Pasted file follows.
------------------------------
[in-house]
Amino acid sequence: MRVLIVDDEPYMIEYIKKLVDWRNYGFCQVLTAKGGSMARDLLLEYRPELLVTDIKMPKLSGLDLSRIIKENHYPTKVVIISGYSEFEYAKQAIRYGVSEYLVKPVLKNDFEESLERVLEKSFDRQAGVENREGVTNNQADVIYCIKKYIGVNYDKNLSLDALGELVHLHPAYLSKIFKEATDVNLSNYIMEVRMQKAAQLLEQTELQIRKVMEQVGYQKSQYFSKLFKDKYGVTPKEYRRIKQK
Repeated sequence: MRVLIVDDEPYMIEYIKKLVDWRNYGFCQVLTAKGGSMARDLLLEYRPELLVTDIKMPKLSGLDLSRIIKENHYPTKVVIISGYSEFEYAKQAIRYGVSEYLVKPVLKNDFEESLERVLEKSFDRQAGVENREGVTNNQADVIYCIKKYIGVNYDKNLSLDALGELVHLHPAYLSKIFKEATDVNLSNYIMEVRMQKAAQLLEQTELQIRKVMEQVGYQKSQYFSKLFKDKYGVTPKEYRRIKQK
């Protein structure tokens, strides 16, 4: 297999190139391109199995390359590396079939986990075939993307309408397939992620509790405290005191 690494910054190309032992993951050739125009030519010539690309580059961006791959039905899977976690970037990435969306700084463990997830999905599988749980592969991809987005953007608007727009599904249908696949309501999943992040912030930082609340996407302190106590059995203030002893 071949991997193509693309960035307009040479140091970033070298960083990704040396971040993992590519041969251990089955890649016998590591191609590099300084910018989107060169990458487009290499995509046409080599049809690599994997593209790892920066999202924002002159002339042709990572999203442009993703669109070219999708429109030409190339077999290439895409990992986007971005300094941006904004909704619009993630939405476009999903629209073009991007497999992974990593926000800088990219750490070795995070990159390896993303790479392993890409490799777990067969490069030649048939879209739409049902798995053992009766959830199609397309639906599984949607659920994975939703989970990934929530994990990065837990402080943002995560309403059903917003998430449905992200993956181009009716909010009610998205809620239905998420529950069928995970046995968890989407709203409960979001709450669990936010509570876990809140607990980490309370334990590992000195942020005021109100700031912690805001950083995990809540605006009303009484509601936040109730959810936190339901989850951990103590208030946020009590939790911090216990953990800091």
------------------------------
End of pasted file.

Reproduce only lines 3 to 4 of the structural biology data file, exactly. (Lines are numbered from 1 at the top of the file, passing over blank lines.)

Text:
Repeated sequence: MRVLIVDDEPYMIEYIKKLVDWRNYGFCQVLTAKGGSMARDLLLEYRPELLVTDIKMPKLSGLDLSRIIKENHYPTKVVIISGYSEFEYAKQAIRYGVSEYLVKPVLKNDFEESLERVLEKSFDRQAGVENREGVTNNQADVIYCIKKYIGVNYDKNLSLDALGELVHLHPAYLSKIFKEATDVNLSNYIMEVRMQKAAQLLEQTELQIRKVMEQVGYQKSQYFSKLFKDKYGVTPKEYRRIKQK
């Protein structure tokens, strides 16, 4: 297999190139391109199995390359590396079939986990075939993307309408397939992620509790405290005191 690494910054190309032992993951050739125009030519010539690309580059961006791959039905899977976690970037990435969306700084463990997830999905599988749980592969991809987005953007608007727009599904249908696949309501999943992040912030930082609340996407302190106590059995203030002893 071949991997193509693309960035307009040479140091970033070298960083990704040396971040993992590519041969251990089955890649016998590591191609590099300084910018989107060169990458487009290499995509046409080599049809690599994997593209790892920066999202924002002159002339042709990572999203442009993703669109070219999708429109030409190339077999290439895409990992986007971005300094941006904004909704619009993630939405476009999903629209073009991007497999992974990593926000800088990219750490070795995070990159390896993303790479392993890409490799777990067969490069030649048939879209739409049902798995053992009766959830199609397309639906599984949607659920994975939703989970990934929530994990990065837990402080943002995560309403059903917003998430449905992200993956181009009716909010009610998205809620239905998420529950069928995970046995968890989407709203409960979001709450669990936010509570876990809140607990980490309370334990590992000195942020005021109100700031912690805001950083995990809540605006009303009484509601936040109730959810936190339901989850951990103590208030946020009590939790911090216990953990800091």